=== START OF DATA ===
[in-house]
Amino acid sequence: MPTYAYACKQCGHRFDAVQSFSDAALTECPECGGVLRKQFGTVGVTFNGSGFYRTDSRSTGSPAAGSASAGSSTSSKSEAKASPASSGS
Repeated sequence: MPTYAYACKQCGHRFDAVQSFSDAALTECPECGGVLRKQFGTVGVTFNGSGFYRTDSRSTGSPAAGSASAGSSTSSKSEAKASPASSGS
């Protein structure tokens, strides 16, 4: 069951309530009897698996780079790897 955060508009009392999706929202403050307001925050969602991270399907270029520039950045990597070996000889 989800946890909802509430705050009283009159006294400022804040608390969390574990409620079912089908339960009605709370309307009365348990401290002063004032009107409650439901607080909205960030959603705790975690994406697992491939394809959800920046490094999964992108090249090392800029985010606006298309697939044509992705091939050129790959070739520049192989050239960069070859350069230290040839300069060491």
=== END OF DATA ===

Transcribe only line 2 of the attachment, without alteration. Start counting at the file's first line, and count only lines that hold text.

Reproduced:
Amino acid sequence: MPTYAYACKQCGHRFDAVQSFSDAALTECPECGGVLRKQFGTVGVTFNGSGFYRTDSRSTGSPAAGSASAGSSTSSKSEAKASPASSGS